The second week of my Palladian Villa project involved an eclectic collection of buildings.
A crazy over the top Baroque building with only the faintest remnant of Palladio left – simply the two serlian openings on the main floor. See full spread below for more about that.
I decided to sketch this with a fine pen (Platinum Carbon Pen) and got a bit bored with all the details. It really is overly grand and at times I almost laughed aloud at how crazy parts of it are.
I wasn’t sure on Monday whether I would have time for a Palladian VIlla sketch, so instead I did a simple drawing of a Tuscan capital.
I used the measurements explained in my favourite book on The Orders by Robert Chitham. I did refer to Palladio’s description as well…
and this brought back amazing memories of reading from Palladio’s Four Books while at Villa Emo in 2019. I love this type of detailed descriptions and they definitely help with my sketching. One day I hope to do a full study of The Orders but until then you can see what I’ve done to date here.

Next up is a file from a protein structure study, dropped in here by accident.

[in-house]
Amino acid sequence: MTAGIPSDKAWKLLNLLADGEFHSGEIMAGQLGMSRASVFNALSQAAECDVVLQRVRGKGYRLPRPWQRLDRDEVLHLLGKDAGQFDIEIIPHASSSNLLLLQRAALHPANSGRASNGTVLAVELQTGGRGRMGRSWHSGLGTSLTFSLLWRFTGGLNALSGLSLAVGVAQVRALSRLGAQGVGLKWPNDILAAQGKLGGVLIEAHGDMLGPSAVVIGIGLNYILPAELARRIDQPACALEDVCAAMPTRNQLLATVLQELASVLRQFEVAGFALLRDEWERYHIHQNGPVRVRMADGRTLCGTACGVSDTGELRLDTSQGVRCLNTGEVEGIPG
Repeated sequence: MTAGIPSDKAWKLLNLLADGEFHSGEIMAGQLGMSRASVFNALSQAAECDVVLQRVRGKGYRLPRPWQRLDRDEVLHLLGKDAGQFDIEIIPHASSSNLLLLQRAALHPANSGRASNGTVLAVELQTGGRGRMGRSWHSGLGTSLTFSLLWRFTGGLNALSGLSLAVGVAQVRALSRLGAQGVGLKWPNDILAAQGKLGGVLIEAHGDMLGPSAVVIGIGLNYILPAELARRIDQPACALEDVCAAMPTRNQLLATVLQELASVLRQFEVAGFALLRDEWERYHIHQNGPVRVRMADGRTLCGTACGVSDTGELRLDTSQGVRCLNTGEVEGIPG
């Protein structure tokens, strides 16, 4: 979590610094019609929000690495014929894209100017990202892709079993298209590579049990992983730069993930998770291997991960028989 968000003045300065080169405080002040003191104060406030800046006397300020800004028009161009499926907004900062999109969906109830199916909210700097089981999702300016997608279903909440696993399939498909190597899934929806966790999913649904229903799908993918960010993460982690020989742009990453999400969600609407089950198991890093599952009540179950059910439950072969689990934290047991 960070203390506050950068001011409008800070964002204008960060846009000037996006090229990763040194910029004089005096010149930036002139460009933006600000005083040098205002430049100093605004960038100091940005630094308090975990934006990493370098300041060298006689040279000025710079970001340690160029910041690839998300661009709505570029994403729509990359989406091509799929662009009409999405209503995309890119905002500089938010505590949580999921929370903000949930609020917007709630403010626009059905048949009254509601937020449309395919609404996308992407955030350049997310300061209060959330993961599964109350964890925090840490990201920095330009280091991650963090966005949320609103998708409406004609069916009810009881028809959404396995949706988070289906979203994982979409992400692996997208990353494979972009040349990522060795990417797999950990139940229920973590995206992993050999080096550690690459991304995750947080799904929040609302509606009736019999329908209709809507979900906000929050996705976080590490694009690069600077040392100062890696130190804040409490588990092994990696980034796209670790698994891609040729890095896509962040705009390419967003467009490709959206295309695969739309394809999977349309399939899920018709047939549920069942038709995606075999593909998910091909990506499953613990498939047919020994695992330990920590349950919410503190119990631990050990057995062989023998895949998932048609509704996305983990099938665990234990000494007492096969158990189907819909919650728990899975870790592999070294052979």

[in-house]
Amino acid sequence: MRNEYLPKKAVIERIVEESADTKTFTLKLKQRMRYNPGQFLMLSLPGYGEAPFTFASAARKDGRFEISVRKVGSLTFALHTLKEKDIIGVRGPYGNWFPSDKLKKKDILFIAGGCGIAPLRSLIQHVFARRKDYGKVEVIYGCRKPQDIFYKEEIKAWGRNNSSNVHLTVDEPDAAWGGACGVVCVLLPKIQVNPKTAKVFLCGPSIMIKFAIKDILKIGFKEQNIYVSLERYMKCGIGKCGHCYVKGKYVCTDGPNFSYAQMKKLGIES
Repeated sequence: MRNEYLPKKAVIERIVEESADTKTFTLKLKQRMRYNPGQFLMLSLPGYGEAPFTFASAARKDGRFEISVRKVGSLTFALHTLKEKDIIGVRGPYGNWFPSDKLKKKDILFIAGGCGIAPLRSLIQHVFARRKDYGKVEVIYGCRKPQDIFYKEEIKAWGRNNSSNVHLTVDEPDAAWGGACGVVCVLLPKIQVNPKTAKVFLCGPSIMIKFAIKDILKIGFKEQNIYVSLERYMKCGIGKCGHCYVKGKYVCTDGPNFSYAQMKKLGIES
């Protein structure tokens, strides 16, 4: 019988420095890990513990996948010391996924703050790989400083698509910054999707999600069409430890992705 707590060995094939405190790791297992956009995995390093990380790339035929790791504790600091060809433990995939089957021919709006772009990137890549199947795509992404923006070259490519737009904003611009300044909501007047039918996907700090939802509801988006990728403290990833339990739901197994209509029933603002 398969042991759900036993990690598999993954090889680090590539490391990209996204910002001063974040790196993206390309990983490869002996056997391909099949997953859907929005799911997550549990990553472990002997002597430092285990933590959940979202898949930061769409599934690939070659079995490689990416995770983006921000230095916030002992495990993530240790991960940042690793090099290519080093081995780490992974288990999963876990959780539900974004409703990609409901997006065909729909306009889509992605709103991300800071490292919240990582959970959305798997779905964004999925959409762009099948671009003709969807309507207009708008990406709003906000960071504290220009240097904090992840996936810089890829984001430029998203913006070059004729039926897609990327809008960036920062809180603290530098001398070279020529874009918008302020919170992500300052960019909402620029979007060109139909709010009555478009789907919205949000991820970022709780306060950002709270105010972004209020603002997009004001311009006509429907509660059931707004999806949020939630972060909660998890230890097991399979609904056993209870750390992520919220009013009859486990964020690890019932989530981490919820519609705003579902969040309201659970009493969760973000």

At the other end of the scale from PV08, this is a simple farmhouse that Palladio was in the middle of modifying when the project was abandoned.
PV10: Villa Caldogno
I swapped the order of Villas Caldogno and Anagarano so that I could pair a red teacup with Angarano so this really should be PV11. But hey, I’m not strictly going in order!
I didn’t know much about either of these villas until last year. As a special treat for our virtaal Palladian Odyssey tours, our art historian Monica, visited both of these and filmed a few short videos about them. It’s always special to see Palladian villas in context and so Monica’s short videos really brought these buildings to life for me.
PV11: Villa Angarano
If you have to convert a Palladian villa into a Baroque palace this is the way to do it. Oh ah! I love this one! 🙂
One of my favourites of Palladio’s early work, Villa Saraceno featured prominently in the docufilm I saw about Palladio when I was in Italy in 2019. But more about this next week when I return and do more sketches of this villa.
Incorporating these Palladian Villas into my everyday pages is the best part of this project!
I’m so enjoying this project even though I’m only dedicating about 30 minutes to it each day. Most of these sketches are done in under 20 minutes and the repetition is really honing my quick classical architecture sketching skills.
I’m using a lot of techniques from my SketchingNow Buildings course. We’ll be doing a Group Run-through of Buildings later in the year (no exact date as yet) so if you are interested in this course please check it out!